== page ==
Wednesday, April 4, 2012

Matt Herper Is -- Of Course -- Completely Right About Gardasil® (Both Good And Bad)

Forbes is running a very important piece on the case for HPV vaccination -- as well as against the undue politicization of the same (at least as to HPV vaccines), through legislative mandates -- all as a sub-rosa means to drive pharmaceutical profits.

Do go read all that Mr. Herper has written -- but here is a bit:

. . . .Merck bears more than a little responsibility for the negative response to Gardasil. When it was introduced in 2006, Merck was still reeling from the 2004 withdrawal of Vioxx and the resulting flood of lawsuits. Instead of going slow, as many of its own advisors recommended, Merck began an advertising push to raise awareness of the risks of HPV and began lobbying state governments to make Gardasil shots mandatory. Perry was the first to sign on. Virginia, which originally voted to make HPV vaccines mandatory, recently reversed the vote. Merck would have done better to take a stance like that of the American College of Obstetricians & Gynecologists, which strongly recommends HPV vaccines for 11- and 12-year-old girls but says they should not be mandatory. . . .

"It would not have been the way the old Merck would have done business," says David Kessler, who ran the Food & Drug Administration from 1990 to 1997. "It was a science-based company, not a marketing company. They would have been able to educate the medical community about the benefits, and the medical community would have adopted the product over time. . . ."

The company seems to agree. "Merck suspended our lobbying five years ago because our involvement became a distraction, and we believed the focus should be on the battle against cervical cancer," a [Merck] spokeswoman says. . . .

Merck's next-gen HPV vaccine -- reputed to cover more genotypes of the HPV virus -- is likely to be filed with FDA in late 2012. Let's hope the folks at Whitehouse Station do heed their lessons earlier learned -- on Gardasil®.


Anonymous said...

I clearly remember remarks Dick Clark made at a Town Hall event not long after the Gardasil approval. His explanation for the lobbying was that if the vaccine was not mandatory there would be an access issue. Once a vaccine is mandatory it becomes part of the shots needed to attend public schools, for instance. If a child didn't have health insurance the vaccination would be subsidized or even free as part of the mandatory series of vaccines required for school attendance.

I'm not saying this was correct or the right thing to do but it was how it was explained to the employee population at the time of the flap.

condor said...

Thanks Anon. -- I do think there is quite a bit of truth to all of that. It was my experience that the the strategic thinking on the best way to get a meningococcal vaccine (for example) widely distributed -- would have been to mandate it, for all. [That never happened in the US; but it did in the UK and the EU, eventually.]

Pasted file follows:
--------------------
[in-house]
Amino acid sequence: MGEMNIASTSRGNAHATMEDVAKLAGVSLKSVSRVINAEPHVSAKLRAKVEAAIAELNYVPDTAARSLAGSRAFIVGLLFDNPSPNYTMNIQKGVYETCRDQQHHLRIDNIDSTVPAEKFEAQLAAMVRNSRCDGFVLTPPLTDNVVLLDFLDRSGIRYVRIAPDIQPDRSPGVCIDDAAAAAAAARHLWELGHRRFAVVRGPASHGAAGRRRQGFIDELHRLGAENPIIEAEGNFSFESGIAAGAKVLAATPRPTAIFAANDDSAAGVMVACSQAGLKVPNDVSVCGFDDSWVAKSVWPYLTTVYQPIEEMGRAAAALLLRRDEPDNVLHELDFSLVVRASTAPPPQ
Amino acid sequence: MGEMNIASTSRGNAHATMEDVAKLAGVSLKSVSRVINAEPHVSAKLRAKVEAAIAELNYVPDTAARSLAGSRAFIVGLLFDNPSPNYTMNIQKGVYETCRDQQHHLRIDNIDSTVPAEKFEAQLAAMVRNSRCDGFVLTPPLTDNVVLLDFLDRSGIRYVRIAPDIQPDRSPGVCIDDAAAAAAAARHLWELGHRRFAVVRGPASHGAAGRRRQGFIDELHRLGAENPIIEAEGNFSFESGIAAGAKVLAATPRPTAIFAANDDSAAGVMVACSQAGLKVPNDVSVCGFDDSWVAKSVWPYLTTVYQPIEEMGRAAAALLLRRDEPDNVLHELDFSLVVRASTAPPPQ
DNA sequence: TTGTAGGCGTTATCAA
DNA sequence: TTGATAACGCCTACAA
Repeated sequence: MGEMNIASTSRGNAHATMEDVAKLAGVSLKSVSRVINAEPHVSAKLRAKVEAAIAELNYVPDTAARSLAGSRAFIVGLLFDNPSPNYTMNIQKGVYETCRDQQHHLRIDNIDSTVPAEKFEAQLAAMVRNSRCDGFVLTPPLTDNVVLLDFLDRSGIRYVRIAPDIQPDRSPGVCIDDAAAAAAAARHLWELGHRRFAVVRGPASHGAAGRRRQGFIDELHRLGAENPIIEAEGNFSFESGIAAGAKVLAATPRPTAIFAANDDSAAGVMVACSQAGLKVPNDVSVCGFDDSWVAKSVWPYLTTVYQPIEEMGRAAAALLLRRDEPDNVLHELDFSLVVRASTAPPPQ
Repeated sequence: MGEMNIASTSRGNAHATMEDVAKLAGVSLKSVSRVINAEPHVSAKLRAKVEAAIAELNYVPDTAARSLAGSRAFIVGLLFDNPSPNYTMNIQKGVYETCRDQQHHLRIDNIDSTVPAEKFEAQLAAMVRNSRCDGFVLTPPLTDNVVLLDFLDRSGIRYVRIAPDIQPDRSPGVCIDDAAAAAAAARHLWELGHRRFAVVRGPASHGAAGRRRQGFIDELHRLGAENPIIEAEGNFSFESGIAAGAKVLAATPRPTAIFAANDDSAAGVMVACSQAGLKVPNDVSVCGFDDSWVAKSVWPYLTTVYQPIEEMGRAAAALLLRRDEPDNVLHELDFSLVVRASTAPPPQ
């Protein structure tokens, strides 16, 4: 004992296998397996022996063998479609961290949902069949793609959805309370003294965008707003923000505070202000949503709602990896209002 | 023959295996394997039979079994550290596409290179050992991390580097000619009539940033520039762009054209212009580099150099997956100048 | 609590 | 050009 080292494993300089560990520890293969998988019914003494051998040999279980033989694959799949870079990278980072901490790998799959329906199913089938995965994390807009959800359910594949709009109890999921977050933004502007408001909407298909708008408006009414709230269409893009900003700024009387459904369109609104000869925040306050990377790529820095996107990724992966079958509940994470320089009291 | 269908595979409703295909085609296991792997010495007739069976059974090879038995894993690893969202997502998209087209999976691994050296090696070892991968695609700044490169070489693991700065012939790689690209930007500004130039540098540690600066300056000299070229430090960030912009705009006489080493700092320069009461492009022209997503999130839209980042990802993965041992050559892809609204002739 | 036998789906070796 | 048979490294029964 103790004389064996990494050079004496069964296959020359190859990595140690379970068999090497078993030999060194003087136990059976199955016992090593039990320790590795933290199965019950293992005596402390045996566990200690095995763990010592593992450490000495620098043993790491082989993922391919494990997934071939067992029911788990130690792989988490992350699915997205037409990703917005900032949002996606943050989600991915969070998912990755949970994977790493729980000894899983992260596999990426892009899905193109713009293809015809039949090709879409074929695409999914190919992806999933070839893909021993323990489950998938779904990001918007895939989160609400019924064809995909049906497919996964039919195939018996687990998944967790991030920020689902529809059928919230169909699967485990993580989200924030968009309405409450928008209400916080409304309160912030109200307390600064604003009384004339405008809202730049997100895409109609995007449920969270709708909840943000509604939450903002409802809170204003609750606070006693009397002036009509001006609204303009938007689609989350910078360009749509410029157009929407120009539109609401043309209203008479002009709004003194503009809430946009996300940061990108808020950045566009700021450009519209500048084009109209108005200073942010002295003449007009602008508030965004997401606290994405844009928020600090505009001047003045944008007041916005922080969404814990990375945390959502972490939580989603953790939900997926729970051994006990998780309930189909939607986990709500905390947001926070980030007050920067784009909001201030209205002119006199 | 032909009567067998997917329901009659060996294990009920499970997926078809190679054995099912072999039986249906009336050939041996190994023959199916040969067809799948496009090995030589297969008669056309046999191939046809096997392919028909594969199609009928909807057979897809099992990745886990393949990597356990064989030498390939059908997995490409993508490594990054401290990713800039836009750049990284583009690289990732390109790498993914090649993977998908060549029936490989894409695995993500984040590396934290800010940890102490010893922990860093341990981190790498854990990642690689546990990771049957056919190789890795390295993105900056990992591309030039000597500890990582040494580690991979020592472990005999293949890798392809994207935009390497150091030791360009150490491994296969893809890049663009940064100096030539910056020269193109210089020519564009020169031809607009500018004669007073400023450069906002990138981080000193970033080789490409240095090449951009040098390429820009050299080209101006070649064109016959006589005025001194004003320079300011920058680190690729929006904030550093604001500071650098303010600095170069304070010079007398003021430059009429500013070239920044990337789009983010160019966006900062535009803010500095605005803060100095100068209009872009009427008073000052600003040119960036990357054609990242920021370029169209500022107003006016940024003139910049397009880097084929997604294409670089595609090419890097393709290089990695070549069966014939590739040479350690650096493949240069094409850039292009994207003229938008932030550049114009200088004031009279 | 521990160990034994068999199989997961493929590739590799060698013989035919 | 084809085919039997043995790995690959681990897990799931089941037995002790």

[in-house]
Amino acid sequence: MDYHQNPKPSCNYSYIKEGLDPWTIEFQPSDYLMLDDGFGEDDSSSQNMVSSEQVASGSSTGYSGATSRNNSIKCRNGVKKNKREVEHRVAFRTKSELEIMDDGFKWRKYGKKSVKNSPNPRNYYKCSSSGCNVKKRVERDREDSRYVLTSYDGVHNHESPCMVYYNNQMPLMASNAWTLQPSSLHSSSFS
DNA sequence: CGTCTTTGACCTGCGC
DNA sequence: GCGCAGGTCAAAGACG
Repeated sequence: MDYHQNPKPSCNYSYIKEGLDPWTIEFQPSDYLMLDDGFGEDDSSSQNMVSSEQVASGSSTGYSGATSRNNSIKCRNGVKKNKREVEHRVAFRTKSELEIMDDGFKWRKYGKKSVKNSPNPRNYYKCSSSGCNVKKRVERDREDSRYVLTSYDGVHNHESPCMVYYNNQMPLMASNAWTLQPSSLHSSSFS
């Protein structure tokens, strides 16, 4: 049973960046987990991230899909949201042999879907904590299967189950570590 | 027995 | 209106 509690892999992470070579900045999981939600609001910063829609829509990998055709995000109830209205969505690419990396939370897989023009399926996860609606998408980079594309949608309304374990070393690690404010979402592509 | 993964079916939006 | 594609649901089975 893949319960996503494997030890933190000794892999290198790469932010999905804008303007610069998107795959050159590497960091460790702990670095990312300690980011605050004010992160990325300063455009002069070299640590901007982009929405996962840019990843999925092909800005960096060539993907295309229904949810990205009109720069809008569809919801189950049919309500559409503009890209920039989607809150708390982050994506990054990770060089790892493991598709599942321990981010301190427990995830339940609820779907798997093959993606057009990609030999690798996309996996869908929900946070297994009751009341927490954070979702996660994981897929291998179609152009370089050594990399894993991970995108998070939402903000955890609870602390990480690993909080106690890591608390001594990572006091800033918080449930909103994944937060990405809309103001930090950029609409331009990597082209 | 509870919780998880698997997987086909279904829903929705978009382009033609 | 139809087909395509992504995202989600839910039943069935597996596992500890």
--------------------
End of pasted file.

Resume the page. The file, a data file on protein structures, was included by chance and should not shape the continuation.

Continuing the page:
I think the question I raise is where do we draw the line -- how young, and for what conditions -- as to a vaccine that prevents only a handful of the varieties of HPV transmission, and where in many cases it will not lead to any cancer.

It is my understanding that -- for the vast majority of boys, and for many many girls, too -- HPV clears itself -- without any chance of a cancerous aftershock.

I do not mean to appear callous, here -- but there is a small, but appreciable risk with any vaccine. For a 12 year old who is clearly not sexually-active (and thus, by definition CANNOT contract HPV), how deeply should the state intrude into a family's private medical decision?

Again -- greatly enjoying the depth of knowlege you are laying out here!

Do keep it up!


Anonymous said...

Condor, I agree, it is a conundrum to sort out at what age and if it really is worth vaccinating all when the vast majority will never suffer from being exposed to HPV.

I think the Forbes piece points out very well that the lobbying effort was motivated by marketing, something Merck has really never been very good at, imo. They were, indeed, about the science and all the way back to the famous George W. Merck quote, have been known more for education than for strong arming.

If Gardasil had been approved before the Vioxx withdrawal maybe the strategy wouldn't have been judged so harshly. No matter when it was released, however, it is clear that Merck underestimated the reaction parents would have to vaccinating children against potential disease states caused by sexual contact.

Anonymous said...

Children DO NOT have to be vaccinated in order to attend public schools. ... so tired of conversation about mandatory vaccination in order to attend school.

I do have another question that Merck never has answered ... why is it that some children that were vaccinated with the HPV vaccine have now contracted HPV infections? How is this possible if they were NEVER SEXUALLY ACTIVE? Hmmm? I believe Merck is indeed very good at marketing - just not at marketing the truth. ...